International Mammalian Genome Society

The 14th International Mouse Genome Conference (2000)


D10. Optimisation of Approaches to the Generation of Chimaeric Mice Using Embryonic Stem Cells.

Elizabeth Williams, Judy Hallett & David Hume
Transgenic Animal Service Queensland, Institute for Molecular Bioscience, University of Queensland, Q4072, Australia (www.cmcb.uq.edu.au/TASQ)

The use of homologous recombination as an approach to targeted gene modification in mouse embryonic stem cells (ES cells) has rapidly advanced the study of gene function using mice as model mammals. With the ongoing success of this technology comes an ever-increasing demand on transgenic core facilities to produce chimaeric mice efficiently and cost-effectively. Although chimaeras can be obtained from some ES cell lines by direct aggregation with stripped morulae, the most common method is by injection of targeted ES cells into blastocysts. The "science" of micro-injection is constrained by the timing of mouse mating, fertilization and gestation. The optimal stage for ES cell injection is believed to be an expanded blastocyst. The majority of core facilities offering the service of blastocyst injection will guarantee a certain number of blastocysts injected/session. As the timing of superovulation and mating is not entirely reliable in any animal facility, the transgenic facility can be forced to cancel sessions when the yield of injectable blastocysts is low, due to either a delayed or too advanced developmental stage. To obviate the problem with delayed embryos, many facilities will culture them overnight and inject the blastocysts the following day. The final preparation of the ES cells on the day of injection can also be time consuming, potentially leading to the wastage of blastocysts which have become too advanced to inject.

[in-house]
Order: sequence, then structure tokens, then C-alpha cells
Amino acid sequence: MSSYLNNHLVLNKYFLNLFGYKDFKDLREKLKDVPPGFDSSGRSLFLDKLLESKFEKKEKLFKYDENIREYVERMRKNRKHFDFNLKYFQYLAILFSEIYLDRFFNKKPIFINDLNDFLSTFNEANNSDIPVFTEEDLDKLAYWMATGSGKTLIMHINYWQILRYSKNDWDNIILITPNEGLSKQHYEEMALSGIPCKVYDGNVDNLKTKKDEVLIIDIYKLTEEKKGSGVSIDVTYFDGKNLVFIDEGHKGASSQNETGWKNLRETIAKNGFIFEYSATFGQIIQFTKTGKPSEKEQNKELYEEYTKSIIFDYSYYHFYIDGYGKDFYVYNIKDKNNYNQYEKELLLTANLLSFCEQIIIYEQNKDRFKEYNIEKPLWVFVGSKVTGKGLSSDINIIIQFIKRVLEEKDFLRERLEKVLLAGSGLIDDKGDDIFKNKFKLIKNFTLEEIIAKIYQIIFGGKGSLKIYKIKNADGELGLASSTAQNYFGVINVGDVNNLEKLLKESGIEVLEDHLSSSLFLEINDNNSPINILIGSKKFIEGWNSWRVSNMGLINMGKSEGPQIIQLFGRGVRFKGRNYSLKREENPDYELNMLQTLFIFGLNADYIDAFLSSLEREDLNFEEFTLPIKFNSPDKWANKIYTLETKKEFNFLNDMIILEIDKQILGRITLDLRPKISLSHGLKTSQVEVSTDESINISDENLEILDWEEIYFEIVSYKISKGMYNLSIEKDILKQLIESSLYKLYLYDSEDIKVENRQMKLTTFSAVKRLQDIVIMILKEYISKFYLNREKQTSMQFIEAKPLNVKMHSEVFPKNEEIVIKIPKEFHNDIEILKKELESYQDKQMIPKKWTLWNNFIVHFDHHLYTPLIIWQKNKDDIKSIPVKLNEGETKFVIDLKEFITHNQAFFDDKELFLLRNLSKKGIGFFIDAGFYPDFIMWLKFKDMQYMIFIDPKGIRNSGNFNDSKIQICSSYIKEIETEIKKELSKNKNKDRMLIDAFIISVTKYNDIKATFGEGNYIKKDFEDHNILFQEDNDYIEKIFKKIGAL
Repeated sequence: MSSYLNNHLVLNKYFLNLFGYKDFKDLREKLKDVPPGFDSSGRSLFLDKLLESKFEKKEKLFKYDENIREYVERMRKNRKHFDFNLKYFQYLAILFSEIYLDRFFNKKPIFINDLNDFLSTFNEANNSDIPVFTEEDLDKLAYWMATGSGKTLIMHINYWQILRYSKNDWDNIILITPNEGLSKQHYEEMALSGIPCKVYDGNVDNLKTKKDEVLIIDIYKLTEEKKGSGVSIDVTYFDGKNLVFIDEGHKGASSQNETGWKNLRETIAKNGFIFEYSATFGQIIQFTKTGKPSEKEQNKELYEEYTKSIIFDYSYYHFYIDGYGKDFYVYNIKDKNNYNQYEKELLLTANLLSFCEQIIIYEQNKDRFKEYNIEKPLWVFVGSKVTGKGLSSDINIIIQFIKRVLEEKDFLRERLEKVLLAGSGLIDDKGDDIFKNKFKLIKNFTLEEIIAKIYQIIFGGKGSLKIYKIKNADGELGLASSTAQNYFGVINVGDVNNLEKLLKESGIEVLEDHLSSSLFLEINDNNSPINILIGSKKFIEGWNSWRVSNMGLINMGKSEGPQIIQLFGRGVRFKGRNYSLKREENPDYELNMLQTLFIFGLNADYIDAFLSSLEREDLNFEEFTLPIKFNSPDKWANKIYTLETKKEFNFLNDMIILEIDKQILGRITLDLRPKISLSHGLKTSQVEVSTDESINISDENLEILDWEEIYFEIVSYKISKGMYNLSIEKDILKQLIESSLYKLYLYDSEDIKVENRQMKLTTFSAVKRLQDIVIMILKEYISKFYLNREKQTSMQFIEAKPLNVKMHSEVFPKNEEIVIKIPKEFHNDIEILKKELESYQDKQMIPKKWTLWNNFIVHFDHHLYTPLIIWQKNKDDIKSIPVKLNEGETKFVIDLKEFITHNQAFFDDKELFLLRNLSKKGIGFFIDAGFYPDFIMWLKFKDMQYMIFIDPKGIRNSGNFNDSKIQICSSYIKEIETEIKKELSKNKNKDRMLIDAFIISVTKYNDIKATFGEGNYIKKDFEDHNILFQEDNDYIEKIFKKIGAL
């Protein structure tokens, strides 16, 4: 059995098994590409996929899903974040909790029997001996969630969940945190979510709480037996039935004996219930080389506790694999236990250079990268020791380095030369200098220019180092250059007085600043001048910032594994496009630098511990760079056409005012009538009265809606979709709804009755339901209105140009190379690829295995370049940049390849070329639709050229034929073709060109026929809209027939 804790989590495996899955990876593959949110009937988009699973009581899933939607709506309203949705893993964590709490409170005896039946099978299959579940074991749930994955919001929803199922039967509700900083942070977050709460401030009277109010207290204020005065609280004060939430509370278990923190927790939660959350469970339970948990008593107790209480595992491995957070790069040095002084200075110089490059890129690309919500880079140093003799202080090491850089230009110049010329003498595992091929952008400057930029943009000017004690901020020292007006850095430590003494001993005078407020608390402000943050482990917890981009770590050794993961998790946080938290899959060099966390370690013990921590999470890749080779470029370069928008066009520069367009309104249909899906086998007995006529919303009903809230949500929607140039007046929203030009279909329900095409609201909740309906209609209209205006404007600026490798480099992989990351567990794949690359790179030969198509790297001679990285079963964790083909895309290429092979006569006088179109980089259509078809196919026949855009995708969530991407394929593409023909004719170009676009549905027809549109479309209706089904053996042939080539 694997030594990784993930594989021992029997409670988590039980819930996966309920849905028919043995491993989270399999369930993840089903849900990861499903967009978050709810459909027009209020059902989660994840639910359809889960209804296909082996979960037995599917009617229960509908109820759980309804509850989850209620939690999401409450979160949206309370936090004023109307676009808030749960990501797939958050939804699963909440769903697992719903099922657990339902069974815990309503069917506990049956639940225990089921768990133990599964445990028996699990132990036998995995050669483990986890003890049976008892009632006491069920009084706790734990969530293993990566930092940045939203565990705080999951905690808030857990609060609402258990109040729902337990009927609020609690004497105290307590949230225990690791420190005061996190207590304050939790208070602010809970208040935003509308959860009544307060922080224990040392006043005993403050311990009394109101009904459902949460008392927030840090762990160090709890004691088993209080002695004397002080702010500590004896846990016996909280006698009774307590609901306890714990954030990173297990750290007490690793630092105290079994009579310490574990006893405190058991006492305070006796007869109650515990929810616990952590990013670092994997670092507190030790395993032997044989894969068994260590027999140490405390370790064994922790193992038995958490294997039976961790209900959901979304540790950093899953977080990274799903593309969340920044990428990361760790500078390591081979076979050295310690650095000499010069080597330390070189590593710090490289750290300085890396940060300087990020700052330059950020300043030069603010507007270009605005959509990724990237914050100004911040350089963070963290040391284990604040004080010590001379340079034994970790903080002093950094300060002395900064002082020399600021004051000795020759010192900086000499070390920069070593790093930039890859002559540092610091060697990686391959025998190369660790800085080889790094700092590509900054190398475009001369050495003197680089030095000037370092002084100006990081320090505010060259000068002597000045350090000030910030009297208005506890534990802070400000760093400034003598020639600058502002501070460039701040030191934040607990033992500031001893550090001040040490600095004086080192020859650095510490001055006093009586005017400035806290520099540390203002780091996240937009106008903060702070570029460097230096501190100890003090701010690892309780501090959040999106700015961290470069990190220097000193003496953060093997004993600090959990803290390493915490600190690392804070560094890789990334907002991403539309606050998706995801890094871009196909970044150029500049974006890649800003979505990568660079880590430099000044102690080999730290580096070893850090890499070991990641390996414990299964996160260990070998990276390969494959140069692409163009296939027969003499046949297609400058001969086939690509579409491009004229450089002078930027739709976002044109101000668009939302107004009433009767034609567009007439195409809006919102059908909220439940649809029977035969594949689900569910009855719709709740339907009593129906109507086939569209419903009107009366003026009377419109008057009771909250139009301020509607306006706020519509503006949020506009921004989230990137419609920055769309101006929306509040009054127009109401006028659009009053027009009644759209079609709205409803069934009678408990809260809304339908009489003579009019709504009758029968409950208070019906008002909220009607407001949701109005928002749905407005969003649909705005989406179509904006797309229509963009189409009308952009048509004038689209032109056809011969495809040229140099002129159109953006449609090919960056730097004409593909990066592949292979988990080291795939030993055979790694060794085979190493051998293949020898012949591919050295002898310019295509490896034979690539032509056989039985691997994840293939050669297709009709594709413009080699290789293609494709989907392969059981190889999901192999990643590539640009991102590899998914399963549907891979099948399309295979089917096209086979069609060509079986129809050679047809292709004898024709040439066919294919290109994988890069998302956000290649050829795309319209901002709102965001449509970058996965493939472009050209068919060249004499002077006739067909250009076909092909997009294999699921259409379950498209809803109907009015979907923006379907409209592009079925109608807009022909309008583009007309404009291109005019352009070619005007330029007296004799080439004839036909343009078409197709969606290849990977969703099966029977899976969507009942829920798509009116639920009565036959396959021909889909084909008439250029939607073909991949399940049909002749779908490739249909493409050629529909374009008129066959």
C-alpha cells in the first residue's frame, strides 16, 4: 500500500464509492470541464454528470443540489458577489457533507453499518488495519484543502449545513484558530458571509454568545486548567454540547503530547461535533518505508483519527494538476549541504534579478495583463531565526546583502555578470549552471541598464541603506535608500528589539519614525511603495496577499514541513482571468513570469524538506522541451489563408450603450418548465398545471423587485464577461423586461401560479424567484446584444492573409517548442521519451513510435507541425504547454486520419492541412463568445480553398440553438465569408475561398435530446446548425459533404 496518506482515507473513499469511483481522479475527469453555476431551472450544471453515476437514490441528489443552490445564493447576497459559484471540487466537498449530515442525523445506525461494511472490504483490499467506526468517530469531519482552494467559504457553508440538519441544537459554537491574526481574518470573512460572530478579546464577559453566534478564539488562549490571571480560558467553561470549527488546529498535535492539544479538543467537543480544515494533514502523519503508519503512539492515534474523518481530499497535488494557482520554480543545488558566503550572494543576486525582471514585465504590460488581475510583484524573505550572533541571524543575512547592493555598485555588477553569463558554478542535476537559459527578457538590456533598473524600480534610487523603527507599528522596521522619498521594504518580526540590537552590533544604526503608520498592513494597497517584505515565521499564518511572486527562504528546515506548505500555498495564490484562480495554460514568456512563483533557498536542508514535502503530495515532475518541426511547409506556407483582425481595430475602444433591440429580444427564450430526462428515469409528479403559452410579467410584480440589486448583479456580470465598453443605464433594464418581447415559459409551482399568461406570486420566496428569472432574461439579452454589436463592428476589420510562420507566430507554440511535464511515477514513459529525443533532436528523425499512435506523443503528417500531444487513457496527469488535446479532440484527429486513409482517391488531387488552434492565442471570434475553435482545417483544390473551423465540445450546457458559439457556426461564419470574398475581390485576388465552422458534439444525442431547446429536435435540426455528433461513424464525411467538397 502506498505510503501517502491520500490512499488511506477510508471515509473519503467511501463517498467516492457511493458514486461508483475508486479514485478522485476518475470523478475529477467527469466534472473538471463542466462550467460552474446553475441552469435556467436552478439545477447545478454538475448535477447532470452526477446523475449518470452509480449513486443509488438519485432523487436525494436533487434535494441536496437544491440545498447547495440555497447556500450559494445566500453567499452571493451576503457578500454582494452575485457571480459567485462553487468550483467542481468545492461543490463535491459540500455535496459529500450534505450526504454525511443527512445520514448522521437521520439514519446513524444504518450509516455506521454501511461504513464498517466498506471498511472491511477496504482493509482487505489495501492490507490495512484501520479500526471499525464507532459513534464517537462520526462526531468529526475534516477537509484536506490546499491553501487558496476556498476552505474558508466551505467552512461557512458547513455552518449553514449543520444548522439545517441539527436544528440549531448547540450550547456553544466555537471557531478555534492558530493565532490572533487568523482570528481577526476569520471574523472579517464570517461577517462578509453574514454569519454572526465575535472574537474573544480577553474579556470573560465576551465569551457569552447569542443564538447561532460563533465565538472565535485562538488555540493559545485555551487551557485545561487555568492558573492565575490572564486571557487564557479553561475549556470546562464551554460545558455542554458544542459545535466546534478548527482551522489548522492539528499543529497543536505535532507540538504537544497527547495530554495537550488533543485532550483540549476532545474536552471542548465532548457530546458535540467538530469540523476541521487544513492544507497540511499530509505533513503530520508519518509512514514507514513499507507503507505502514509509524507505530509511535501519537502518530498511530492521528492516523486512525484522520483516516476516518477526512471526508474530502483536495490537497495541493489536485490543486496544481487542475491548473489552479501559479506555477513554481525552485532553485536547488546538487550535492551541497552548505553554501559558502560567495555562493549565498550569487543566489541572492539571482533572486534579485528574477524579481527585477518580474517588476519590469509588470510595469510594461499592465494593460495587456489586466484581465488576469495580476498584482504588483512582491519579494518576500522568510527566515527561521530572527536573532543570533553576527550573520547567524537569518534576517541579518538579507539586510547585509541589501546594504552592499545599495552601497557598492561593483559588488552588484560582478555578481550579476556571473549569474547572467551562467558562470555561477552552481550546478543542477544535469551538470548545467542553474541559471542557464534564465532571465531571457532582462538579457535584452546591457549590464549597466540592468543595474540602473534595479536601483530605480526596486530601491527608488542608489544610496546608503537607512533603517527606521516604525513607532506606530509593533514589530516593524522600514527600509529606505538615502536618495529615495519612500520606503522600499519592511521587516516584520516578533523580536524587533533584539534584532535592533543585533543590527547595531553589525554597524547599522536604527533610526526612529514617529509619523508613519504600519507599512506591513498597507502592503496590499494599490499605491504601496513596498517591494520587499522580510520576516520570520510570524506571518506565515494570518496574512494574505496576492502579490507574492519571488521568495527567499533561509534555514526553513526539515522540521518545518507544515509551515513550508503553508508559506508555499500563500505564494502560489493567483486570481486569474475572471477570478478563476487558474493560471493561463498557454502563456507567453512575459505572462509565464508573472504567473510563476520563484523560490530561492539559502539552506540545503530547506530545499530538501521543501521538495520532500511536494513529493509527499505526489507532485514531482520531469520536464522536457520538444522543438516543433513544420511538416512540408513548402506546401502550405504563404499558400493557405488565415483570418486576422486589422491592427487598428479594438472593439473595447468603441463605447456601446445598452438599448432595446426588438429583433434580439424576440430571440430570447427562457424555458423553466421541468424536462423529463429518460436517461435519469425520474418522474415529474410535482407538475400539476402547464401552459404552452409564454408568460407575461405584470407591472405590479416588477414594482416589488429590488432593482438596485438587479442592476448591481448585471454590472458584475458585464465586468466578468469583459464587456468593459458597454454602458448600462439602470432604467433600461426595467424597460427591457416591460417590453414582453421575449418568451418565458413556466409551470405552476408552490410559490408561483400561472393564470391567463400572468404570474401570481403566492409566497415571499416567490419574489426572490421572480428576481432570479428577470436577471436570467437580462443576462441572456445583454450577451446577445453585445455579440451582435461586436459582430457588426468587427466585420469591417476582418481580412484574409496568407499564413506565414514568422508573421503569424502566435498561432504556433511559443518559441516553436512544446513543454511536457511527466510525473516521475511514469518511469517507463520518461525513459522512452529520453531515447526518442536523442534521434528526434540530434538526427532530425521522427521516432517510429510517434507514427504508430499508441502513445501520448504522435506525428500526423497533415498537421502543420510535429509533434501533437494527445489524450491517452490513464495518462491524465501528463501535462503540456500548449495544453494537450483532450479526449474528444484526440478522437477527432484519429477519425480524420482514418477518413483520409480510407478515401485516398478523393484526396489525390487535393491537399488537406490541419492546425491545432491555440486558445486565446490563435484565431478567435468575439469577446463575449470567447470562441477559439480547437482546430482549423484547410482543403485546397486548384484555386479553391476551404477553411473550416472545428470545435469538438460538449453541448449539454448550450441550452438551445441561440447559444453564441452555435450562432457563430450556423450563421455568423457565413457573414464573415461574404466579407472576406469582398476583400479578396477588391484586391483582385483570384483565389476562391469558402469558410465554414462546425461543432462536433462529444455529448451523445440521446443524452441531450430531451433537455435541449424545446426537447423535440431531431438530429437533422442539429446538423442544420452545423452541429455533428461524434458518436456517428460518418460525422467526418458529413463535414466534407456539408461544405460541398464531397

In this study, we sought to expand the window of time for the injection of ES cells into mouse embryos. We have successfully produced chimaeric mice by the injection of targeted ES cells into the compacted morulae prior to the formation of the blastocoel cavity, thereby increasing the window of time by 12hrs. To expedite ES cell preparation, we have developed a revised method which involves selecting colonies directly from the culture plate and disaggregating them in a microfuge tube. The combination of these two methods results in a reduction in the time and workload necessary for an injection technician in the preparation and injection of ES cells. Benefits to the transgenic core facility include the reduction in the numbers of mice and sessions (and cost to researchers) needed to create successful chimaeras.

 


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